Kitchen Basics: Essential Knives
and How to Keep Them Sharp

So here’s a joke for you. Why did the knife buy a new suit? He wanted to look sharp! Ok, lame joke aside, it does gets to a specific point (sorry, couldn’t resist the pun). Sharp knives are an essential component of a good kitchen. So today we are going to talk about kitchen knives: what you need and perhaps what you don’t. You might think that heading to the store and purchasing an all-in-one knife block with a set of 8 knives will have you covered, but it’s more likely that you have more knives than you need. Here is a short list of must-have cutting tools and what to look for when picking them out.

Chef’s knife

If we had to choose one knife and one knife only to have in our kitchen it would be a chef’s knife. An essential, all around tool, a good chef’s knife can serve you in the kitchen for years. Things to look for when picking one out: weight, balance, size (usually 8″ to 10″), sharpness, and construction of the knife. Weight and balance: does the knife feel good in your hands? If it’s too heavy you aren’t likely to want to pick it up. Does it feel too light? Find one that feels like something you can use without breaking.

When in doubt, test it out. Try chopping a variety of things: herbs, squash or melon (something with a tough rind), onions etc. Make sure that it’s sharp when you buy it (and keep in mind that it’s a good idea to purchase some sharpening tools to keep it sharp- more on this below). Other things to look for: how the knife is constructed? Does the bolster run all the way to the heel of the knife? This can be key to the knife’s durability and strength while cutting. Not sure how to decipher all this chef’s knife jargon? Head here to find out more.

 

 

Paring knife/serrated knife

Another great workhorse in the kitchen is the paring knife, which depending on your cutting needs could be your most used knife. Paring knives are super useful for cutting fruits and vegetables: mincing, paring, dicing and scraping (think removing those tiny seed from chili peppers). A serrated version of these smaller knives are great for cutting through fruits and veg that have a tough outer skin but are soft inside (think tomatoes, peaches). Larger serrated knives are great for slicing through things like warm bread (yum).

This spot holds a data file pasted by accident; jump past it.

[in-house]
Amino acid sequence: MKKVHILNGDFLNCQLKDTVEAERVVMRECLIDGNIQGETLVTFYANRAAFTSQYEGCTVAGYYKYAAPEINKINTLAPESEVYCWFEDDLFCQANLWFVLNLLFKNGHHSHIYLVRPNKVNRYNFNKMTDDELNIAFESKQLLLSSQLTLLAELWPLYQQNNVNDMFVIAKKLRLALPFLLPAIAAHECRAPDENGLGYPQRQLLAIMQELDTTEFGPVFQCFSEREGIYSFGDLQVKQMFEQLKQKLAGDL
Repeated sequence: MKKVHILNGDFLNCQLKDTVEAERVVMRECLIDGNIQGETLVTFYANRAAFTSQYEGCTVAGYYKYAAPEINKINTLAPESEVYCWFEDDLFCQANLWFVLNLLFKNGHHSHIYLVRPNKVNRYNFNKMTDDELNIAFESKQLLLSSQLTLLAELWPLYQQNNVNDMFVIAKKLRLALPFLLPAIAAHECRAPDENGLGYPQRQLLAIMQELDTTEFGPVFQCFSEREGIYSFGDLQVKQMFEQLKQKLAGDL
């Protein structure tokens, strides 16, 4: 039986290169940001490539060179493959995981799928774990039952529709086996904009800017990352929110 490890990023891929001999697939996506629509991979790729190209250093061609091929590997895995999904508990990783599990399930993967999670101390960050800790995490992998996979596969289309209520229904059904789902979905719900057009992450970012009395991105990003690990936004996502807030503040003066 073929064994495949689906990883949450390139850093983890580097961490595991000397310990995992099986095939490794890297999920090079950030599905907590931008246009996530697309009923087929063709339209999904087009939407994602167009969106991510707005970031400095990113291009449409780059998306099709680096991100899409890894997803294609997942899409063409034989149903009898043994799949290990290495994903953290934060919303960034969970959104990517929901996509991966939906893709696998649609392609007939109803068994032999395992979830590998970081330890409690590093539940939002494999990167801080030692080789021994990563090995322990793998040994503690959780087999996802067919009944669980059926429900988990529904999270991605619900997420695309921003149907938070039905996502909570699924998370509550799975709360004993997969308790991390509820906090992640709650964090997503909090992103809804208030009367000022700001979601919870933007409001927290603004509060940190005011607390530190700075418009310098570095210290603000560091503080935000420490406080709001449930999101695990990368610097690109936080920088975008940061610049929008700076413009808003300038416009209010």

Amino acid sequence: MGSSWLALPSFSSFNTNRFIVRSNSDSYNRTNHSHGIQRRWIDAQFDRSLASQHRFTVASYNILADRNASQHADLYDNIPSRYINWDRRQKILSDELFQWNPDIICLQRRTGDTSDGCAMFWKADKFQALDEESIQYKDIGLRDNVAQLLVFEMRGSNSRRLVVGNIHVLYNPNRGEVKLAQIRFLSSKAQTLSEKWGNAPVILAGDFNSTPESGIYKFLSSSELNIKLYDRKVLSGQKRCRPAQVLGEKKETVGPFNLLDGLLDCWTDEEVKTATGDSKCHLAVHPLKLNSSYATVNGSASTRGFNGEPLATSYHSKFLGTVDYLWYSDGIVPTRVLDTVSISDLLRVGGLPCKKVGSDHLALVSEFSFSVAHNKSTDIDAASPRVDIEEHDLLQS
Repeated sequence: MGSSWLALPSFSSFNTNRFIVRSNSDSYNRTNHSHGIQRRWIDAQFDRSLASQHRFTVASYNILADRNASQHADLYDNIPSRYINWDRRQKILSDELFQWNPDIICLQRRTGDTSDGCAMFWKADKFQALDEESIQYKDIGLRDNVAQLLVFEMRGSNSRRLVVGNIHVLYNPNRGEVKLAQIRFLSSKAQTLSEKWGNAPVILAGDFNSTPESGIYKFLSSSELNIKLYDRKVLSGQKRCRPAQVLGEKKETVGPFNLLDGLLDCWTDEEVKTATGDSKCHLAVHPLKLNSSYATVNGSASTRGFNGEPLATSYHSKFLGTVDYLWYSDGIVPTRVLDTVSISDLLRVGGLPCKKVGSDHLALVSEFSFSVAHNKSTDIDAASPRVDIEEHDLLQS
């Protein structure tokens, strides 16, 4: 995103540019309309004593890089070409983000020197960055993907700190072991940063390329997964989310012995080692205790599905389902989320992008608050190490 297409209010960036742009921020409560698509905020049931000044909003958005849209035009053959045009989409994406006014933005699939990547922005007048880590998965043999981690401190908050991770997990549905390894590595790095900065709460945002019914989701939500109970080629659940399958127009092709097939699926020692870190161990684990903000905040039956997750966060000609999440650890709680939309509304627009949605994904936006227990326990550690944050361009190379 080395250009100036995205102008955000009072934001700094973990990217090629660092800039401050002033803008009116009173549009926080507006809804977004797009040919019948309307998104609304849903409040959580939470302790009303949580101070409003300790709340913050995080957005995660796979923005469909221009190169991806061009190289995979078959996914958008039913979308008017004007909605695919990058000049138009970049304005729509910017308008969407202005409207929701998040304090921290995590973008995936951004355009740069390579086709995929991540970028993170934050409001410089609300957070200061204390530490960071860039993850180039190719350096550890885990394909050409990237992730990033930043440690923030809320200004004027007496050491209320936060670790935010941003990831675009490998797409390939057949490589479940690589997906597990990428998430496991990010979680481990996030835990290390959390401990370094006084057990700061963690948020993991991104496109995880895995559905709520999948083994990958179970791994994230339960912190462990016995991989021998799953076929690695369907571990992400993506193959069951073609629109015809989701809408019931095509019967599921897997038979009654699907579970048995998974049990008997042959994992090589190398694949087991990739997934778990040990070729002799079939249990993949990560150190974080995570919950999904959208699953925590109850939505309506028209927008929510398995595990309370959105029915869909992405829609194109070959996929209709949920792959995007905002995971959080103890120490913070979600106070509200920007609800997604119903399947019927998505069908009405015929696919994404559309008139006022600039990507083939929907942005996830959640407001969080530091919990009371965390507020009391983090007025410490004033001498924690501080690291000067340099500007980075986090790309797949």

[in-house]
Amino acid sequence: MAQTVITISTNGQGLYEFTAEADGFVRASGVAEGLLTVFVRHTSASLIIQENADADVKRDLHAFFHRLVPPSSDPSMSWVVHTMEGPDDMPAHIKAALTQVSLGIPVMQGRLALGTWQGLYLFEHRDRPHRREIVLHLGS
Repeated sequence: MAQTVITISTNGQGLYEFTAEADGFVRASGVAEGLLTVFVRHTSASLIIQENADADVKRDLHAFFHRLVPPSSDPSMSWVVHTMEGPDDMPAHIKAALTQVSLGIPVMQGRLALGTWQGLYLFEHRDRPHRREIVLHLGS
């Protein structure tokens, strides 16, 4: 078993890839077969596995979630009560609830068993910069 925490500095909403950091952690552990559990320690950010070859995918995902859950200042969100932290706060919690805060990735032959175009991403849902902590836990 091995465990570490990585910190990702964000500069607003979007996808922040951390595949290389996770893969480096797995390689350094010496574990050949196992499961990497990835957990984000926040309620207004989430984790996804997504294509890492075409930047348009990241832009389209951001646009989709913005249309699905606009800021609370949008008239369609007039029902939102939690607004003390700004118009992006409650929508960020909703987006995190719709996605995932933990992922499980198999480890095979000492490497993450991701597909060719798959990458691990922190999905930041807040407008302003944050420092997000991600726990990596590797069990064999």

Kitchen shears/scissors

Ok ok, so these aren’t technically a type of knife, but you may find that you use this item just as much as your knives. Kitchen shears are so handy for things like cutting chicken, cutting perfect triangle pizza slices, cutting up leafy greens for a salad, cutting open packages and so so much more. Buy a pair, you can thank us later.

 

And that’s it. The list of essential cutting tools is short. There are other great options if you want to expand your knife repertoire, but we think you can cook up some serious eats with these basic tools in your kitchen. And you can free up your kitchen counter top space for other fun things.

Magnetic knife rack

Storing your knives safely and cleanly is important. The worst thing you can do to your knives (which you so lovingly spent time picking out right?) is to hide them away in a drawer where they can be chipped, dulled, and gather dust. The key is to store them in a way that keeps them separated, clean, and stable. A great option for this is installing a magnetic knife rack. It offers the function you need and it nicely displays everything so that you are motivated to cook as soon as you bring your AHO produce home. If storing knives out in the open screams “my kids are going to play with the shiny swords hanging on the wall” then check out these other great options for keeping your knives in tip-top shape.

 

Sharpening tools

Perhaps the most dangerous tool in a kitchen is a dull knife. The harder you have to work to cut, the more likely you are to lose control and this can lead to accidents. Keeping your knives sharp is essential and a few simple tools can help you do just that. A whetstone (photo 1) will keep your knife SUPER sharp. These come in a variety of “grits” and require a little learning to use, but once you do, you can sharpen your knives in no time. Honing rods (photo 2) are great for keeping the shape of your knife but don’t have the sharpening power of a whetstone. Ready to get started, here are some tips on sharpening your skills. (Sorry, the puns just keep flowing)! Happy Cooking!

Author AHO Kitchen Team

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